A Customized Magazine
By Dana Simmons-Greco at the NYSE
Over the past few months, I've noticed how many print publications are struggling amid waning readership. We've heard about Time Inc. asking for volunteers to take a severance package and leave their jobs. And, cutbacks at Newsweek. Others publications are becoming digital, like the Seattle Post-Intelligencer, which will now operate as the seattlepi.com.
It seems like print is slowly becoming a thing of the past. When I talk to my friends about a magazine I've read, some are surprised I still read them as opposed just reading articles online. Many use sites with RSS feeds, like
Google Reader, that update articles online automatically based on your interests. They are personalized to the settings you prefer, so there will likely be an option that piques your interest. I was resistant at first, as I love to carry magazines with me to read when I have a moment. Lately though, I've begun to enjoy using the Google Reader. Oh, and did I mention it is free?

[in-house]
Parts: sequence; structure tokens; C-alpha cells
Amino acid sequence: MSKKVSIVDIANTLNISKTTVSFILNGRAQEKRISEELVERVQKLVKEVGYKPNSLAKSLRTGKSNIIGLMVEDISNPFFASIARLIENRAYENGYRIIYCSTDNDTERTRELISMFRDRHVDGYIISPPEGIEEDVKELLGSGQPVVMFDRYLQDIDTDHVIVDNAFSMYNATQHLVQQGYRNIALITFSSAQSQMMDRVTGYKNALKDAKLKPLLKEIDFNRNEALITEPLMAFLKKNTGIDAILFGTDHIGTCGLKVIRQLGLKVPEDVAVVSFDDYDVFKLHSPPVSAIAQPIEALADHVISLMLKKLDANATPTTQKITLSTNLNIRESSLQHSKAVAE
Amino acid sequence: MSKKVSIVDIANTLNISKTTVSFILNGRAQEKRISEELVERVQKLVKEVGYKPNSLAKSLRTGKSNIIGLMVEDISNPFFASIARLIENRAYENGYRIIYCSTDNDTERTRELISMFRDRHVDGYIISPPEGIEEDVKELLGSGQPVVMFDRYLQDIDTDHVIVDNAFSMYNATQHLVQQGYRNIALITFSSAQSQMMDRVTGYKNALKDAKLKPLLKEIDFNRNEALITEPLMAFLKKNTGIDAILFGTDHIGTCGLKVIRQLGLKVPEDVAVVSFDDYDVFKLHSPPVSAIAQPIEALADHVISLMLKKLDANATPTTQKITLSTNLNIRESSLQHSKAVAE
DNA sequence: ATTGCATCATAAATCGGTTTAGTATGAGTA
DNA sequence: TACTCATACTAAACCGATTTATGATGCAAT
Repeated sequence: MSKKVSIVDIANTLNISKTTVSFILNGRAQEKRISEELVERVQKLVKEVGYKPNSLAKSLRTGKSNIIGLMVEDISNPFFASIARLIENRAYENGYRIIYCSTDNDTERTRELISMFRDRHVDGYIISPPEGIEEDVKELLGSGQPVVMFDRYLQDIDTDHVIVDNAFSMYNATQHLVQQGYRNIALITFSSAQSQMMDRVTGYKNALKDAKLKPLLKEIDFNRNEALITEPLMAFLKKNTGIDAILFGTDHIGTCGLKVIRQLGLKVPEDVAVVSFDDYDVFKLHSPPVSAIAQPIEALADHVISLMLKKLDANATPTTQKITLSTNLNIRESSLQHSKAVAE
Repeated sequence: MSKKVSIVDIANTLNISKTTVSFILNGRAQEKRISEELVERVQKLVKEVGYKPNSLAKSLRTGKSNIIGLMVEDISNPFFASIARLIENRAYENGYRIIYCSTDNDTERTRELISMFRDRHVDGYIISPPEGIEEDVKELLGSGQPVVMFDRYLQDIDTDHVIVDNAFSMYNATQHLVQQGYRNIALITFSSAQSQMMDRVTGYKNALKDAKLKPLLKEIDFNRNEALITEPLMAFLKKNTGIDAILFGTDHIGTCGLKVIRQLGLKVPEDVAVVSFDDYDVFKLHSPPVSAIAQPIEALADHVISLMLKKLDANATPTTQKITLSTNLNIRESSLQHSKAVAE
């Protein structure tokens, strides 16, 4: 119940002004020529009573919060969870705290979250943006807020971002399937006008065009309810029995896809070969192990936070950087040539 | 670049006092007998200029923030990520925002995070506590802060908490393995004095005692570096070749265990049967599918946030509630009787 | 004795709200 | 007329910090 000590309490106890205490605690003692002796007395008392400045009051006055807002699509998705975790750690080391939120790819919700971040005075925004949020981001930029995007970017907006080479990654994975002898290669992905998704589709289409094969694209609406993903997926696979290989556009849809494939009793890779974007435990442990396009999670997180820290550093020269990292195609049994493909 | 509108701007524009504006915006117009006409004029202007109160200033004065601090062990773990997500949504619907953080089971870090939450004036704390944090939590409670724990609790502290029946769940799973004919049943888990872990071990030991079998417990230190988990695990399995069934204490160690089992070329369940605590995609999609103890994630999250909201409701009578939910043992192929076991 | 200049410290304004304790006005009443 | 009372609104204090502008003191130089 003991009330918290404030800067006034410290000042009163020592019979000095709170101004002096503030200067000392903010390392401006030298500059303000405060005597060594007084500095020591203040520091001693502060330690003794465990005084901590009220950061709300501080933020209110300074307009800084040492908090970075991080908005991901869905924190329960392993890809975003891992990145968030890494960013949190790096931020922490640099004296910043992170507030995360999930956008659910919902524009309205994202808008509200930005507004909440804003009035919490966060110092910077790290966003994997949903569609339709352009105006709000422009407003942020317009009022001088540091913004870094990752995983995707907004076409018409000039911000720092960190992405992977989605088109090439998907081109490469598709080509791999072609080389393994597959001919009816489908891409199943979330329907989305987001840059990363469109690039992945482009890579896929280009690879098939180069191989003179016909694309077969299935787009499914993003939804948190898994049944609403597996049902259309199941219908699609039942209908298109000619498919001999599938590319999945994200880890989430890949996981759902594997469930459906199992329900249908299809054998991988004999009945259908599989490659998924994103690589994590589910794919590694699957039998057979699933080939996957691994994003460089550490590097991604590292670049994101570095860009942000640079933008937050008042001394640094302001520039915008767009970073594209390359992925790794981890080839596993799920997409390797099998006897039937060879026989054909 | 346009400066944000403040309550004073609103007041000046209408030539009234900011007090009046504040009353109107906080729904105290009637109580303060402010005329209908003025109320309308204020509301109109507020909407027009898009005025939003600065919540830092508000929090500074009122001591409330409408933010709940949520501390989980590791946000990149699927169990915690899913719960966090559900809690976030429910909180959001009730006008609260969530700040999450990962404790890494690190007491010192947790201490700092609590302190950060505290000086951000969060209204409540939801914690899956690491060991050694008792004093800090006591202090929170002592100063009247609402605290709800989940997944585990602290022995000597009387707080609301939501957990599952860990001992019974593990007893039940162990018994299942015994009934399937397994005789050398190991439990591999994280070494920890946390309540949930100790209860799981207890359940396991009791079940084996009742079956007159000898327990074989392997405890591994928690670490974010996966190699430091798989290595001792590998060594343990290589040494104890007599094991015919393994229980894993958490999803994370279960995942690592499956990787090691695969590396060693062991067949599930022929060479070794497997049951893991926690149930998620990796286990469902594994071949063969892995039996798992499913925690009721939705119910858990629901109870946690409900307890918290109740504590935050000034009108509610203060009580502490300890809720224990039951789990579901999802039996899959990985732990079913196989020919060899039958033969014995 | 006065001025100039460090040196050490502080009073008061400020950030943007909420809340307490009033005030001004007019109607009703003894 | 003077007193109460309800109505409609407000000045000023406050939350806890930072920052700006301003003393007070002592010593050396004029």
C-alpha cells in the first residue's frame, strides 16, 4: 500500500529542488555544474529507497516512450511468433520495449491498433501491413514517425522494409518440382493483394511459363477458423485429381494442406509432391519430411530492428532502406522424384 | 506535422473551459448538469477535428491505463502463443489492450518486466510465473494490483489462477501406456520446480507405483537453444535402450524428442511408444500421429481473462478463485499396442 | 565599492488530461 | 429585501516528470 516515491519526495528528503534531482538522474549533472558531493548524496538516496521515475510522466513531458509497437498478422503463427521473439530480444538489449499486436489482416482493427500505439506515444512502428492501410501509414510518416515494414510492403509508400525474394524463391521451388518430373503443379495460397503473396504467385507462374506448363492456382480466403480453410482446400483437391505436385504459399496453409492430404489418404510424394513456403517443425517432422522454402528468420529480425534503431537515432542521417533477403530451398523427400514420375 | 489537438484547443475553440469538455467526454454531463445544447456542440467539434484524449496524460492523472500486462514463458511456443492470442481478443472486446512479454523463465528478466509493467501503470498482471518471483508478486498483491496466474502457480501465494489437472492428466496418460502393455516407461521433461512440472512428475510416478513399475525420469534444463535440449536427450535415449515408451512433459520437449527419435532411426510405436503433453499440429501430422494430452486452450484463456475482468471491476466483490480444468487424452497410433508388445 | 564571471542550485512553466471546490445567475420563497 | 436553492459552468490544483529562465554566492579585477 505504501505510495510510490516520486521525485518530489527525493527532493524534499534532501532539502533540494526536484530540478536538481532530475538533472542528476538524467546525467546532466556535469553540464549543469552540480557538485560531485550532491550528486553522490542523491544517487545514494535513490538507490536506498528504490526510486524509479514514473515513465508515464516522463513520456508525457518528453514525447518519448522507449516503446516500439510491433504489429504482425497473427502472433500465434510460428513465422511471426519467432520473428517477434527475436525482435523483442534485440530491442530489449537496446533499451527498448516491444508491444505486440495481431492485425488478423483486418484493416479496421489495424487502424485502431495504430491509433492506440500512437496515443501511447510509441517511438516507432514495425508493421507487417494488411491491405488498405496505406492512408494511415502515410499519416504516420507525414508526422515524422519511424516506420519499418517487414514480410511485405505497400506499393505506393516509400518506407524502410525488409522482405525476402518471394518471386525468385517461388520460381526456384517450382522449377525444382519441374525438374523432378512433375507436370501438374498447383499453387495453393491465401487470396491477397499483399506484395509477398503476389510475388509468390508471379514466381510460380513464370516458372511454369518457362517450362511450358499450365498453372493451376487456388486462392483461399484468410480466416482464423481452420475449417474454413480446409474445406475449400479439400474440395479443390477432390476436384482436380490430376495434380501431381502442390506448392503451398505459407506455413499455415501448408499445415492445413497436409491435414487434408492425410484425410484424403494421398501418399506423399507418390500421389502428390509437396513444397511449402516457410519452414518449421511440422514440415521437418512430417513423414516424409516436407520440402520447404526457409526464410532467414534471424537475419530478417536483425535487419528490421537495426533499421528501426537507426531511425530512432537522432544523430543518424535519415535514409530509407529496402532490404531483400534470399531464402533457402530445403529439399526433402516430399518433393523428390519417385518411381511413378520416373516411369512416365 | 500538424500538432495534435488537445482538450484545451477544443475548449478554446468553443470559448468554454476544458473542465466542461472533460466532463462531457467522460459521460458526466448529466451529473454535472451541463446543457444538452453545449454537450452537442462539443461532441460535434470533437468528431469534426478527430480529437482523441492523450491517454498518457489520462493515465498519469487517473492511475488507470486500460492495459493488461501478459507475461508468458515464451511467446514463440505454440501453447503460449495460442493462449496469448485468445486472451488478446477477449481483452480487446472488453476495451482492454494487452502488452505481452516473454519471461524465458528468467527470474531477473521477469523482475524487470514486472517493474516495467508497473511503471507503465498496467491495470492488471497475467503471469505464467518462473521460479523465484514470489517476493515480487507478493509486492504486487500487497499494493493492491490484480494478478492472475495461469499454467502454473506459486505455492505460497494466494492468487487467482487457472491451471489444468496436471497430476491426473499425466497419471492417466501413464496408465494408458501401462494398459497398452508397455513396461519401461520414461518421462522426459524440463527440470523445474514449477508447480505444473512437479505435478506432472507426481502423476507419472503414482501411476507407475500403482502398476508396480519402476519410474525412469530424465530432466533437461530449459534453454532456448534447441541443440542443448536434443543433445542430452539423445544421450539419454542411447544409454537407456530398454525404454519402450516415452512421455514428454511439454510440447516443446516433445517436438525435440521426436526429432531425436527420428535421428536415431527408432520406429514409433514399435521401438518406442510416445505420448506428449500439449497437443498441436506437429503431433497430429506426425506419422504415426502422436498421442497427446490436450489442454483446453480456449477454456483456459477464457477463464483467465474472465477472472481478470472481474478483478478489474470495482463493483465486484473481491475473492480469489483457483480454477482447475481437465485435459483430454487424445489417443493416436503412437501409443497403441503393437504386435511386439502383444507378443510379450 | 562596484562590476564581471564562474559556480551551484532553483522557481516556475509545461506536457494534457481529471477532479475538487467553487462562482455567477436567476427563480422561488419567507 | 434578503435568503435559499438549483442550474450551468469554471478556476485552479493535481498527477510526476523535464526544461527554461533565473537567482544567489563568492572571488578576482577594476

There's a new publication though that is offering readers a custom magazine with the option of having it in print or digital. It's a 10-week experimental run called "Mine" published by Time Inc., a corporate cousin of CNN.
It seems to give readers the personal touch (including personalized ads) offered with RSS feeds, while still offering the familiarity and portability of a print version. Unlike Google Reader, where you can add almost any RSS feed, "Mine"
only lets its readers pick five magazines out of its eight options. And, though both versions of the magazine are free, the print version is only available to the first 31,000 people who sign up, and the online version for the first 200,000. I've placed an order for the print version of "Mine," so soon enough I'll have another magazine option to read on the train. I sure hope I like it.
News10/KXTV and CNN